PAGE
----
Among 122 patients, eighteen (15%) had no biomarkers of cSVD, twenty-four (20%) had one, the majority (n= 45;  37%) had two biomarkers and only six patients (5%) had all four biomarkers. Consistent with the known literature, higher mean ambulatory blood pressure levels were associated with increasing total burden of cSVD after adjusting for age and sex. However there was no clear trend in the appearance of each biomarker in relation to levels of hypertension and any combination of one or more biomarkers was seen to occur.
This article is important as it begins to unify in one scale all known preclinical markers of cSVD and suggests a research standard for validation and use in future research trials. It would be quite interesting  to follow these patients longitudinally and determine whether patients with night time dips in blood pressure (so called dippers vs. non dippers) had a difference in total MRI burden of cSVD. What effect, if any, does antihypetensive treatment have on the burden of cSVD? While the results of this article is not likely to change my current clinical practice, this cohort is definitely one to watch.

By |September 10th, 2013|Uncategorized|0 Comments

PEG Score to Predict Surgical Feeding Tube Placement

Matthew Edwardson, MD

Dubin P, Boehme A, Siegler J, Shaban A, Sudkamp J, Albright K, et al. New Model for Predicting Surgical Feeding Tube Placement in Patients With an Acute Stroke Event. Stroke. 2013

Prediction of which stroke patients will eventually require surgical feeding tube placement is challenging, and having this knowledge early in the hospital course would facilitate reduced length of stay. Dubin and colleagues addressed this problem by developing the PEG score.

The authors retrospectively analyzed data from 407 patients with ischemic or hemorrhagic stroke admitted to Tulane University Hospital. Using logistical regression analysis they came up with separate “PEG” scores for ischemic and hemorrhagic stroke (ischemic stroke PEG score: age >80 years=1, 24-hour NIHSS score 8-14=1, NIHSS >14=2, black race=1, cortical location=1; hemorrhagic stroke PEG score: 24-hour NIHSS score 8-14=1, NIHSS>14=2, black race=1, midline shift >3mm=1, edema on follow up head CT=1). A PEG score ≥ 3 was highly predictive of surgical feeding tube placement in both groups (OR 15.68 and 12.49 for ischemic and hemorrhagic stroke respectively). 

Before you rush to send all of your patients with high PEG scores for surgical feeding tube placement on hospital day 2, some peculiarities of this study suggest further validation is warranted. Baseline dysarthria and level of consciousness were important variables in prior prediction algorithms, but were not significant in the PEG score analysis. Possibly more concerning, black race was predictive in the PEG score analysis. To my knowledge, there is no physiologic reason why those of black race should have more difficulty recovering swallowing ability after stroke. This might suggest that the small subset of patients with black race had worse strokes than the rest of the cohort. Other possibilities include a cultural reason for poor participation in swallowing trials or bias on the part of the speech pathologist and/or physician that those of black race were less likely to recover swallowing ability. The authors should be commended for trying to advance our knowledge of a poorly studied aspect of post-stroke management. However, the questions raised here suggest further work is required to validate the PEG score using data from other stroke registries or in prospective fashion.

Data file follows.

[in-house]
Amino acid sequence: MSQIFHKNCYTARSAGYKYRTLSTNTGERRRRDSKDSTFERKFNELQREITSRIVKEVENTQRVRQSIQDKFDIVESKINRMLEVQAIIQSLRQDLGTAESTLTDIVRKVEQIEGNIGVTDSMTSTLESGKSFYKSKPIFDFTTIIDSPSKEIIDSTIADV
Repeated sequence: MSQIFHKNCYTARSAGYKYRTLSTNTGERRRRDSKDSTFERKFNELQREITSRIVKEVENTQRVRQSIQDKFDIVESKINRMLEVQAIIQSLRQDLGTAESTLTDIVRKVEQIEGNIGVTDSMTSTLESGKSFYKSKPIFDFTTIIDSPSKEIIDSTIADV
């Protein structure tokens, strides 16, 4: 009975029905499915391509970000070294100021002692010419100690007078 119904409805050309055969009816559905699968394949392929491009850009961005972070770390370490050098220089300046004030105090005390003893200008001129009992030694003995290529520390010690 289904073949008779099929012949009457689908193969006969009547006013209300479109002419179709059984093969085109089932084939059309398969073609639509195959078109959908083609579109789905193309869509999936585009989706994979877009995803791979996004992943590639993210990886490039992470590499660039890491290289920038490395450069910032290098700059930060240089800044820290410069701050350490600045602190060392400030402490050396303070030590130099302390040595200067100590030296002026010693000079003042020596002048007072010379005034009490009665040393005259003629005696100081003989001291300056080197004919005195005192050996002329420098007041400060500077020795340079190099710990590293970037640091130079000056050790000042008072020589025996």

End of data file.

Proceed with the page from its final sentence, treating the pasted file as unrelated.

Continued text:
By |September 9th, 2013|Uncategorized|0 Comments

To Give or Not to Give: Intravenous Thrombolysis in Patients with Acute Ischemic Stroke and Infective Endocarditis

Deepa P. Bhupali, MD

Asaithambi G, Adil MM, and Qureshi AI. Thrombolysis for Ischemic Stroke Associated With Infective Endocarditis:Results From the Nationwide Inpatient Sample. Stroke. 2013

Intravenous thrombolysis is one of the most effective treatments we have for acute ischemic stroke. The established guidelines for administering tPA do not and cannot address every single clinical situation in which tPA should be considered. Given its integral role in treatment of stroke, it is valuable to continue to evaluate different clinical situations in which IV tPA may be effective.

Qureshi and his team looked at the use of IV tPA in patients with acute ischemic stroke with infective endocarditis (IE). They examined data from the Nationwide Inpatient Sample (NIS) from 2002-2010 to determine the rates and outcomes of ischemic stroke patients with IE treated with IV tPA. Outcomes were defined as rates of post-thrombolytic ICH and favorable outcome (discharge disposition of home/self-care). They found that the rate of post-thrombolytic ICH was significantly higher and the rate of favorable outcome was significantly lower in patients with IE as compared to patients without IE.

The study highlights the fact that caution and careful decision making should be used when considering intravenous thrombolysis in patients with acute ischemic stroke and with IE, but beyond that, it is difficult to apply their data and findings to specific clinical situations. As Qureshi’s team acknowledges, because their data is extracted from the NIS, we don’t have access to certain information that would have been helpful in this study. When was the diagnosis of IE made in relationship to diagnosis of stroke and administration of tPA? What was the patient’s level of functioning prior to hospitalization? What was the degree of neurological deficit at time of treatment? What was the door to needle time? What was the severity of the ICH after tPA? These questions are relevant when considering the utility of administering tPA in situations that do not yet have clearly defined guidelines.